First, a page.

There may be an alien life in solar system
- Author: Carolyn Briggs Apr 18, 2017,
Apr 18, 2017, 19:37
The evidence was collected by NASA's Cassini spacecraft, which has been examining Saturn and its satellites since 2004, providing Earth-bound researchers with important data.
In fact, Enceladus may have methane breathing alien life already there.
Cassini has found that nearly all of these ingredients are there on Enceladus, a tiny icy moon at a distance of a billion miles away from Saturn.
The discovery means that microbes - if any exist there - could obtain energy by combining the hydrogen with carbon dioxide dissolved in the water.
If or since hydrogen was found in the oceans of the moon, in the oceans, then this could be a potential source of chemical energy for life that might be found there - if any exists there.
During a news briefing held today, NASA has announced the spacecraft Cassini had found hydrogen as a gas - the form needed to support single-celled organisms in the moon's ocean.
The detection of hydrogen gas in the plumes of Enceladus is suggestive that like Earth, hydrogen is pouring into the Moon's subsurface ocean from hydrothermal activity on the seafloor.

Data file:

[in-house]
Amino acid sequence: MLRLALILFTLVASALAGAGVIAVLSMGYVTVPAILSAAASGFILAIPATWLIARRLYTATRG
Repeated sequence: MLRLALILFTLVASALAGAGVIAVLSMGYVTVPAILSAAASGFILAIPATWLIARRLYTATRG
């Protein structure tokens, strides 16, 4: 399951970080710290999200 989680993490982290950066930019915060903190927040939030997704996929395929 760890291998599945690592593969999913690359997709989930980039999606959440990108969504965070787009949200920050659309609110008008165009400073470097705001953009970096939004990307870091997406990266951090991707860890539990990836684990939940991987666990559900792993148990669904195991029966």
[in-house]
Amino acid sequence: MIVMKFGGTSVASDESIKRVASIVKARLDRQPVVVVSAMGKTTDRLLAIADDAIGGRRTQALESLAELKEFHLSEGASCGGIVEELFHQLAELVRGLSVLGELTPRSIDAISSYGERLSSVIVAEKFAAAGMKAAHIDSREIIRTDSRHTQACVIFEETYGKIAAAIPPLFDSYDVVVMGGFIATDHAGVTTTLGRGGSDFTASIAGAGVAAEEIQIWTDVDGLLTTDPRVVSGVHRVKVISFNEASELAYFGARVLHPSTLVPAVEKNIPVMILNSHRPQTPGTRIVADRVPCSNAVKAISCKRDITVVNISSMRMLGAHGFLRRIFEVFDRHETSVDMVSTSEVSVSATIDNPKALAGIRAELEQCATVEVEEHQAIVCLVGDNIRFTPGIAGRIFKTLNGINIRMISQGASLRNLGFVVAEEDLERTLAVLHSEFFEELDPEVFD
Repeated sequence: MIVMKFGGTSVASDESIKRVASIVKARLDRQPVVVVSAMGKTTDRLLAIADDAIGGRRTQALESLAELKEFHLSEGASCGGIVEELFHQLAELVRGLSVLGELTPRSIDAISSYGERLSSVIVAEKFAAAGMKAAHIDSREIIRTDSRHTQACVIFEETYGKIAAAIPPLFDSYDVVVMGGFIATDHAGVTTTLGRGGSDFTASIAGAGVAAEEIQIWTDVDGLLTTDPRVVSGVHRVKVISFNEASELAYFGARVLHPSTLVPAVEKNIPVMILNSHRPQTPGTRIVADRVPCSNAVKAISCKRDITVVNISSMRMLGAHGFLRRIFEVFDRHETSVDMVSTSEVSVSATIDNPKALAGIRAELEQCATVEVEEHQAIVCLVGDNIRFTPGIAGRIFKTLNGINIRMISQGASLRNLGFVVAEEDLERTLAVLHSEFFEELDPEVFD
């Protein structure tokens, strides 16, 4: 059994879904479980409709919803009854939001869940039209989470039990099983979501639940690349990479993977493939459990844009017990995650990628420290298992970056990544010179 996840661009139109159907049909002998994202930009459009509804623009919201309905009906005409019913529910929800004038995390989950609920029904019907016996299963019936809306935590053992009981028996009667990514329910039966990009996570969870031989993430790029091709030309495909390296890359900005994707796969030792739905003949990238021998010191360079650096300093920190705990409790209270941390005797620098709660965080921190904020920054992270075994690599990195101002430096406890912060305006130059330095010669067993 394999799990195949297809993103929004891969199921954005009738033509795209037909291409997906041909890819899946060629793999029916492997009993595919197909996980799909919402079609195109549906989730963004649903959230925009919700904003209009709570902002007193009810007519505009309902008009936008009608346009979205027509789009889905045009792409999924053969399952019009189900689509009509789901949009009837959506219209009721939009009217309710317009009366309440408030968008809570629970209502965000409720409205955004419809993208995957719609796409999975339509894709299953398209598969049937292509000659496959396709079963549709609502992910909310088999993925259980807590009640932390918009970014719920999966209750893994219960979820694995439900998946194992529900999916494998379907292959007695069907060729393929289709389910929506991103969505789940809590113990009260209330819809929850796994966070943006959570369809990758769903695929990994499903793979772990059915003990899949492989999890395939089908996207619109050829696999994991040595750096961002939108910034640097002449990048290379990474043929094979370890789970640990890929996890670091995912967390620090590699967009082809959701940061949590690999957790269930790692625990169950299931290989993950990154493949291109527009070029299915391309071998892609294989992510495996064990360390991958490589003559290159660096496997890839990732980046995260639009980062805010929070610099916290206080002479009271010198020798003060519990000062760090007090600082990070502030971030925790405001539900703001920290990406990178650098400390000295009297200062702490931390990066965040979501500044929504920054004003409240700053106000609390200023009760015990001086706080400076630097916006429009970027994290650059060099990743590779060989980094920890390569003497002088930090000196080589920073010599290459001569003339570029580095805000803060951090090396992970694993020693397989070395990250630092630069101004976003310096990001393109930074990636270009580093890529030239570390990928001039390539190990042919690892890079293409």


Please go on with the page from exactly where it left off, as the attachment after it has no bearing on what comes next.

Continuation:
Hydrogen was detected by Cassini in the gas plumes and icy material that was spotted spraying from Enceladus while it was having a close flyby in October 2015.
The primary ingredients required to sustain life include liquid water; a source of energy for metabolism; and the right chemical ingredients, primarily carbon, hydrogen, nitrogen, oxygen, phosphorus and sulfur. Cassini also sampled the plume's composition during flybys earlier in the mission.
From these observations scientists were able to find that almost 98 percent of the gas in the plume is water, about 1 percent is hydrogen and the remaining is a mixture of other molecules including carbon dioxide, methane and ammonia.
The scientists measured the gases using the Ion and Neutral Mass Spectrometer instrument belonging to the space craft.
If the plumes and the warm spot are linked, it could be indicative of water being vented from beneath the moon's icy crust and warming the surrounding surface.
On Earth, such hydrothermal vents support thriving communities of life in complete isolation from sunlight.
Meanwhile, Dr. David Clements, astrophysicist at Imperial College London, said: 'This discovery does not mean that life exists on Enceladus, but it is a step on the way to that result'. The latest findings support this assertion and note that the rock is likely creating chemical reactions, which lead to the production of hydrogen.